College of Liberal and Professional Studies Launches New Degree in Chemical Sciences

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Media Contact:Lillian Dunn | lilliand@sas.upenn.edu | 215-898-1390April 17, 2014

On April 1, the College of Liberal and Professional Studies (LPS) at the University of Pennsylvania officially opened applications for its newest master’s degree: the Master of Chemical Sciences. The program, the first of its kind in the Ivy League, offers current and aspiring professionals in the chemical sciences a path to build their expertise in a compact time frame.

Nora Lewis, Vice Dean for Professional and Liberal Education, is proud to be launching a program that has been in demand for some time.

“For years, we’ve had a great deal of interest in a terminal master’s program, but haven’t had one to offer. This is an opportunity to provide greater access to Penn faculty and resources to the next generation of professional chemists.”

Providing this access, Lewis says, is key to the College of Liberal and Professional Studies’ role at Penn.

"LPS connects the scholarship and talent of our faculty with the needs of professional audiences for advanced education along the career continuum. Programs like this are an opportunity for the incredible talents of our faculty and their expertise to reach a wider audience.” 

Dr. James Tarver, Executive Director of the Department of Chemistry at Penn, says that creating that wider audience fosters innovation in the larger scientific enterprise.

“Tech and innovation are now the drivers of our economy,” Tarver says. “And the  geopolitical issues of our time — whether you’re talking about our atmosphere or sustainable fuels, environmental preservation —  are challenges in chemistry. The Master of Chemical Sciences is a compact way to give people the foundation they need to be more creative, innovative, and inventive on their own.”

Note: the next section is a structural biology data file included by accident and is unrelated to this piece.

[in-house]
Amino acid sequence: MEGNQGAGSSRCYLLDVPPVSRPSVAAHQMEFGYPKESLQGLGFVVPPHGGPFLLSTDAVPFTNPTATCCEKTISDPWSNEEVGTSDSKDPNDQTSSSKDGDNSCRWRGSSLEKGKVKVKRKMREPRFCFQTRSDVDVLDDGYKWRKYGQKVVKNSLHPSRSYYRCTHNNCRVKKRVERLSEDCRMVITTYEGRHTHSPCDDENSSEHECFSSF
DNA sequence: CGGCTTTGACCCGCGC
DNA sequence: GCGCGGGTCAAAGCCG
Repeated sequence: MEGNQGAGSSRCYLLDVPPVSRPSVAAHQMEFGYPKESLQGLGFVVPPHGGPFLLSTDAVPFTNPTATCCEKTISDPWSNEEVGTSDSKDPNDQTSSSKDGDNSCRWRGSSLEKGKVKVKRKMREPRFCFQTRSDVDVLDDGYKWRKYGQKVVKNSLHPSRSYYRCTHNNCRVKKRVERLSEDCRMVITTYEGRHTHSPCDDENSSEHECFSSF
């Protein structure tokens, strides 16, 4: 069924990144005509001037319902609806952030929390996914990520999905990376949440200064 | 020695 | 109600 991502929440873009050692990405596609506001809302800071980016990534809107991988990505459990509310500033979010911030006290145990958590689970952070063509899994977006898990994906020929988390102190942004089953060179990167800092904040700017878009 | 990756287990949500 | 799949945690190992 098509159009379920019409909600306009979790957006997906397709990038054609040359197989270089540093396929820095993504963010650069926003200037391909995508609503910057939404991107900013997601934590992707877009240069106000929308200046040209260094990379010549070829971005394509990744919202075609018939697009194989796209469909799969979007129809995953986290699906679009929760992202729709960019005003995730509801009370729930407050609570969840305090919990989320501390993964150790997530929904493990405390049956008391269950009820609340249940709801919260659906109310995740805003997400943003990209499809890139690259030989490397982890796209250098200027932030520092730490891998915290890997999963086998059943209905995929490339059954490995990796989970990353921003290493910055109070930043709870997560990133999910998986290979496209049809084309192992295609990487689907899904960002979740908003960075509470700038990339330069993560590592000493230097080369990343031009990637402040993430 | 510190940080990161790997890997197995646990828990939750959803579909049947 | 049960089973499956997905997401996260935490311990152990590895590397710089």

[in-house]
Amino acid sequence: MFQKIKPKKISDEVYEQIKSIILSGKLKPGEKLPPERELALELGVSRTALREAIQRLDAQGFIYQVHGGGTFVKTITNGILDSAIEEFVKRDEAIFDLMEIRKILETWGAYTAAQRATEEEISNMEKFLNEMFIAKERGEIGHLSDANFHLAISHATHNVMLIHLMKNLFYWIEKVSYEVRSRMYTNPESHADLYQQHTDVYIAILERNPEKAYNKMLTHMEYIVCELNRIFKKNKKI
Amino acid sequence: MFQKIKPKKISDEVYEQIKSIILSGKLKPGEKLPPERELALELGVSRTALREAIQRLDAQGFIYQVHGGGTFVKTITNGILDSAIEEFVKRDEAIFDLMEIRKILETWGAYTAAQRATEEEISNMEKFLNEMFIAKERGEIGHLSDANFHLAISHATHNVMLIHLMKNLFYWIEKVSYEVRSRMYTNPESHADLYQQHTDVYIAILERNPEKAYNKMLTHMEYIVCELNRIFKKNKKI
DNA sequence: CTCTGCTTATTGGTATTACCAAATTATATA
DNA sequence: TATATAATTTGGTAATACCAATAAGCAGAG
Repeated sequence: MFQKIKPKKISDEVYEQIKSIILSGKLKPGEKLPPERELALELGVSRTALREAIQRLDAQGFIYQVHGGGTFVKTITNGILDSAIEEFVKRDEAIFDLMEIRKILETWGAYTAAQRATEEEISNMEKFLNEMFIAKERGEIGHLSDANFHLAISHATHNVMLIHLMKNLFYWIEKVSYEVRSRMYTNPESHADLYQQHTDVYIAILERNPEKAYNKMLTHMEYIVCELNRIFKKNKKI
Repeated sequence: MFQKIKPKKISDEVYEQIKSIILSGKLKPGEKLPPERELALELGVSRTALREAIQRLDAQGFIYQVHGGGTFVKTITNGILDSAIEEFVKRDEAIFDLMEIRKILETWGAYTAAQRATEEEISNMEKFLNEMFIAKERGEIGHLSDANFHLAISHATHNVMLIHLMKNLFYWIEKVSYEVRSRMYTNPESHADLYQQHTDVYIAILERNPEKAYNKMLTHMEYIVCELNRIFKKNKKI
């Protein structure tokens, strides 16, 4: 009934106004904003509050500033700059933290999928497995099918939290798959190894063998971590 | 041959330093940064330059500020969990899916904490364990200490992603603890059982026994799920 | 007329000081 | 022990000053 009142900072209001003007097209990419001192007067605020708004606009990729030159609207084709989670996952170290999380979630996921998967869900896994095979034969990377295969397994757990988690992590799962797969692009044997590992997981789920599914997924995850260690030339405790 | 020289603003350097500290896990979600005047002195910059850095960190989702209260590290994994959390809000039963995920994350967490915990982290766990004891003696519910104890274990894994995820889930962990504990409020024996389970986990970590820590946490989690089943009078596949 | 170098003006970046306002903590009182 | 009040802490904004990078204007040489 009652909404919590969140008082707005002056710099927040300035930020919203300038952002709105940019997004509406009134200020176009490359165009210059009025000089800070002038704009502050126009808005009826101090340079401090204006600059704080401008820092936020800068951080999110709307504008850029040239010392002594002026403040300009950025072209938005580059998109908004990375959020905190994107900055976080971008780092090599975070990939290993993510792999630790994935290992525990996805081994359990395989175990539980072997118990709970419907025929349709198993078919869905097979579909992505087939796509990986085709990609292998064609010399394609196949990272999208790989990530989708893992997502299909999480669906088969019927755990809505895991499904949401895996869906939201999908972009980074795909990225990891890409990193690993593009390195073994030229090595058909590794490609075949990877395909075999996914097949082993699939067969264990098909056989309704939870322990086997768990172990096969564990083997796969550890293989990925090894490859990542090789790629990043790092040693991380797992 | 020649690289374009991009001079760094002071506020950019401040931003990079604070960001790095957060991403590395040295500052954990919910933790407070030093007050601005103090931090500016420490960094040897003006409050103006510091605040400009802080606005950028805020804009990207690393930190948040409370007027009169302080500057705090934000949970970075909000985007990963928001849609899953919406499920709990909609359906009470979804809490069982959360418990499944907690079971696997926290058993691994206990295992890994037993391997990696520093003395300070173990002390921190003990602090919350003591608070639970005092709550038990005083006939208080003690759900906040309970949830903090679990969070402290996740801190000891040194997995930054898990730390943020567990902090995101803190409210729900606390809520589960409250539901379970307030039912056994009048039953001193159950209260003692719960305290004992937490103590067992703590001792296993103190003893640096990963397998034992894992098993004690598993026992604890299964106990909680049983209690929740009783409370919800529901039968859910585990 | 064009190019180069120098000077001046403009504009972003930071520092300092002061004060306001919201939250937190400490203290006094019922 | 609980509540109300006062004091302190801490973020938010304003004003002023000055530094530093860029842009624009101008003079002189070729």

Most students will be able to complete the 10-course program in 18 months, and will have full access to Penn’s chemistry faculty and research facilities. The degree will culminate in a capstone project, a large-scale project that students design themselves to gain a deeper understanding in an area of particular interest.

While a PhD student may spend many years refining their ability to do research, they acquire their fundamental knowledge of chemistry in the first few years of study, Tarver says. To him, the streamlined nature of the new degree is the most exciting aspect of the program.

“I believe that having a terminal master’s degree in a school that has traditionally focused on pure research reflects a cultural change in the chemical enterprise. It shows an awareness of the importance of broader scientific literacy. The older model of finding diehard researchers created a gap, and this is a conduit for bridging it.”

Lewis said she is looking forward to welcoming the first class this fall.

“I’m excited about adding yet another highly motivated, intellectually outstanding group of students into the mix, who will be pursuing careers in a new field for LPS. It’s an important way for Penn not only to further the boundaries of knowledge through research, but also to help innovators, professionals and leaders do what they do more effectively.”

 

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